Thursday, April 28, 2011

Book #32: Hannah Waters and the daughter of Johann Sebastian Bach

I grew up playing the piano. Every Wednesday afternoon, Mum would pick us up from school, a treat from the bakery would be waiting for us in the car (mmm... cream donuts!) and across town we would go for our half hour piano lesson.

I wasn't a natural, but after 10 years on the piano stool, I'd managed to reach Grade 8 Suzuki (for those to whom that means anything!). And for those of you who know the Suzuki method, you'll no doubt take a trip down memory lane when I mention "Go Tell Aunt Rhody" - it was one of the first songs we'd learn in book two (having graduated from Twinkle Twinkle Little Star).

I no longer play the piano - frustration levels are simply too high when I sit down at the ivory keys and the memory no longer connects to the fingers to make a sound worth listening to  - but at times I do miss it. Piano definitely was, and still is, my instrument of choice.

However, in  Hannah Waters and the daughter of Johann Sebastian Bach, by Barbara Nickel, the instrument of choice is the violin, and the song in question is that of Bach's Concerto for Two Violins. This little book intrigued me when I found it in the thriftstore and I was curious to know how Nickel was going to combine the stories of two girls, three centuries apart. I figured it was either going to work - or it wasn't!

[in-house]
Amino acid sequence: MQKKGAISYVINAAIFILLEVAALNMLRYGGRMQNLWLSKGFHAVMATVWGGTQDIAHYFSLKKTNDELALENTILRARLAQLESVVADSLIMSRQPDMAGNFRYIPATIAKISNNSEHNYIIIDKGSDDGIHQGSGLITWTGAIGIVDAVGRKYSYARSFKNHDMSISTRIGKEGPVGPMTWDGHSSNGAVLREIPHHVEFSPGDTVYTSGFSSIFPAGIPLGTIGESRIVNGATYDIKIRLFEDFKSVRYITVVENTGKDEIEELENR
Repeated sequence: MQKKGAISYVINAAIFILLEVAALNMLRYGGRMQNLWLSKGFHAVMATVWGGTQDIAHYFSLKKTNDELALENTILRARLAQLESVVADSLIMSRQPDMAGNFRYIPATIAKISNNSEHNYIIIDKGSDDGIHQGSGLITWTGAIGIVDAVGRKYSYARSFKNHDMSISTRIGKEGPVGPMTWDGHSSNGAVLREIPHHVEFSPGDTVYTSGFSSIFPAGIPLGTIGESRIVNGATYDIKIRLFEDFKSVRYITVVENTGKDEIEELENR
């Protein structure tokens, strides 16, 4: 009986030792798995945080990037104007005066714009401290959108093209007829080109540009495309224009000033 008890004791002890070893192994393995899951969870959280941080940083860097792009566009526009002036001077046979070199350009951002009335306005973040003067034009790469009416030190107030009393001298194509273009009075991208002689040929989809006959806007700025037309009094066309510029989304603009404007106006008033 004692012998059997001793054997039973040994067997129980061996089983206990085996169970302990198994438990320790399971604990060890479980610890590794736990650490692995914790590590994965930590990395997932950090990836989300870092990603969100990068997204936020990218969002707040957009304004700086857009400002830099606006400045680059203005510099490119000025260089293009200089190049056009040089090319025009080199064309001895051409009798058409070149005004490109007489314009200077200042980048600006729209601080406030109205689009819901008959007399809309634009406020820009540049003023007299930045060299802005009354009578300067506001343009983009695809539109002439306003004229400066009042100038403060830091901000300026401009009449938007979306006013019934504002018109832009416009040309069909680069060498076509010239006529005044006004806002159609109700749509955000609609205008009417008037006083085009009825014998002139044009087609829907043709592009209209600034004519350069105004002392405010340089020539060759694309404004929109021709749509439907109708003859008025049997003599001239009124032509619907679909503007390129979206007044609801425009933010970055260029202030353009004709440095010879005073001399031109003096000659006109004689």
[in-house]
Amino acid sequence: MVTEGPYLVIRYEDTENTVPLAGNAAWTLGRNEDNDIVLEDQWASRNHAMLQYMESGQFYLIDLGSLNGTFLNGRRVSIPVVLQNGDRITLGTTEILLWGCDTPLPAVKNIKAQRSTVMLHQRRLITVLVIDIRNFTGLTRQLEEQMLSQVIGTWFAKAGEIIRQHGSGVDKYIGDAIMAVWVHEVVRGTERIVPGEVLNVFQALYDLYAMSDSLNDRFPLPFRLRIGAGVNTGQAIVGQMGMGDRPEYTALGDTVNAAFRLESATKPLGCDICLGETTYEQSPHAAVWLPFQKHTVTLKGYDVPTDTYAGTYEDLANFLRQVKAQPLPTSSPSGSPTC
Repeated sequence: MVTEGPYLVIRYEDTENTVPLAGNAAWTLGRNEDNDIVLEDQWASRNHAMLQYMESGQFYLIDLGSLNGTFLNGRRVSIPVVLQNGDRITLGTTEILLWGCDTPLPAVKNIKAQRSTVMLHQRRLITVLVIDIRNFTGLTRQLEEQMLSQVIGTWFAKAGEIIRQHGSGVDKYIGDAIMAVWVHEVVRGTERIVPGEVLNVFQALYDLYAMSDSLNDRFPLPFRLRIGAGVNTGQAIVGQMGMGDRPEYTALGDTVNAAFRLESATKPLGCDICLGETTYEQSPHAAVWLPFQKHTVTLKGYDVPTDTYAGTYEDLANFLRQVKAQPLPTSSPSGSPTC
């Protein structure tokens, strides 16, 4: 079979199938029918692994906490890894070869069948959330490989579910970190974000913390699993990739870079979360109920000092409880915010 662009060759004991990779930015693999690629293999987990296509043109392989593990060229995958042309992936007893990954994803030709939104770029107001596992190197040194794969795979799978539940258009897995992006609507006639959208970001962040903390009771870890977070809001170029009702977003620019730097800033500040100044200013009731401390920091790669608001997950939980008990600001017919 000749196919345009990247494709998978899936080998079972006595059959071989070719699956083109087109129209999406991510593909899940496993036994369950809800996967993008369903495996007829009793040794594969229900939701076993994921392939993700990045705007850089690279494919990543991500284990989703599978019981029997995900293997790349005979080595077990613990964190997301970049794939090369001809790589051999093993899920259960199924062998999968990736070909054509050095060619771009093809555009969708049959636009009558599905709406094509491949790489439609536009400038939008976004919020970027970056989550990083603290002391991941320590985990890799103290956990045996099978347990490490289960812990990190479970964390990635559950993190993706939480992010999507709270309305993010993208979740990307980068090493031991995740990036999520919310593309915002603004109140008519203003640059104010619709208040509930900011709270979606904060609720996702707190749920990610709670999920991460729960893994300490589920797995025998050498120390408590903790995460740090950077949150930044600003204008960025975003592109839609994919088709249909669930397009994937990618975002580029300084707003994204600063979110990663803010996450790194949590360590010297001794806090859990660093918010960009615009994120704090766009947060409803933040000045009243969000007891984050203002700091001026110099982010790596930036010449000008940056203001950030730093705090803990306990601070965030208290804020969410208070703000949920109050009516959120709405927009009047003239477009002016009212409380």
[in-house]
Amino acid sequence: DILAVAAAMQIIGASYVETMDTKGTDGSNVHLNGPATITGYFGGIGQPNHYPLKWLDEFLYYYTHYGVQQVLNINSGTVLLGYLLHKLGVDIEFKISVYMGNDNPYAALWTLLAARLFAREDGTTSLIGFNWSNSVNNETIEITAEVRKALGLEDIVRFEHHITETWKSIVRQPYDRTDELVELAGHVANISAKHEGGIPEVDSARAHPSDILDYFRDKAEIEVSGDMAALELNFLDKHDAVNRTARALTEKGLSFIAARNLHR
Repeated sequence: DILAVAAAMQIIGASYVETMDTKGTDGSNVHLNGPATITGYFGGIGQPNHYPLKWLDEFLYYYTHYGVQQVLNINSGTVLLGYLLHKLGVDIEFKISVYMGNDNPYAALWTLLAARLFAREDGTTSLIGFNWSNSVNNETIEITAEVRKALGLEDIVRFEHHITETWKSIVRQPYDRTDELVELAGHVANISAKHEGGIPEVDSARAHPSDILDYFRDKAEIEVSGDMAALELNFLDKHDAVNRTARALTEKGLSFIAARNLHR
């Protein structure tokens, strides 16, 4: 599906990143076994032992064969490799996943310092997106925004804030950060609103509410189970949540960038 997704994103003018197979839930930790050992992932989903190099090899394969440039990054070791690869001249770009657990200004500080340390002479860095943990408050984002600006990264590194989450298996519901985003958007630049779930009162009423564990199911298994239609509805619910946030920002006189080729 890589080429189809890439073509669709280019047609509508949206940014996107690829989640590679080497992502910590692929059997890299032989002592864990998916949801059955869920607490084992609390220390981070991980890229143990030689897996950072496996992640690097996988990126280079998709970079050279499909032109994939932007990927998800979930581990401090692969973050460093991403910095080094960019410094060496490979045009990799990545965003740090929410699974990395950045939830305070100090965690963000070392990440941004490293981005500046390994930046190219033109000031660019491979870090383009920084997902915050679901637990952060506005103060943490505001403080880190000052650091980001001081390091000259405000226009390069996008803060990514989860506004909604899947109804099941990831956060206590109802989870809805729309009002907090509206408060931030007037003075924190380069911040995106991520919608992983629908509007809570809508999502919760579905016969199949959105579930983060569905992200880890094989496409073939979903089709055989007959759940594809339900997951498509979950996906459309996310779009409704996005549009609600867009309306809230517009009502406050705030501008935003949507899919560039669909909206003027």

Fortunately, it did. There was no real connection between the two girls: present day high school student Hannah Waters, and Johann Sebastian Bach's own daughter Catharina - in fact they each had a story of their own to tell through the chapters, and both were as enjoyable to read as the other.

I don't think this is a book that's going to stay with me forever, nor would it be first on my list of ones to recommend to friends, but for 14-year-old musicians, I'd say go for it! In between music lessons, practices, and recitals, this would be light relief!

1 comment:

  1. I played the piano when I was younger for about 4 years, but can't play a single thing now. It is frustrating how easily it was to forget.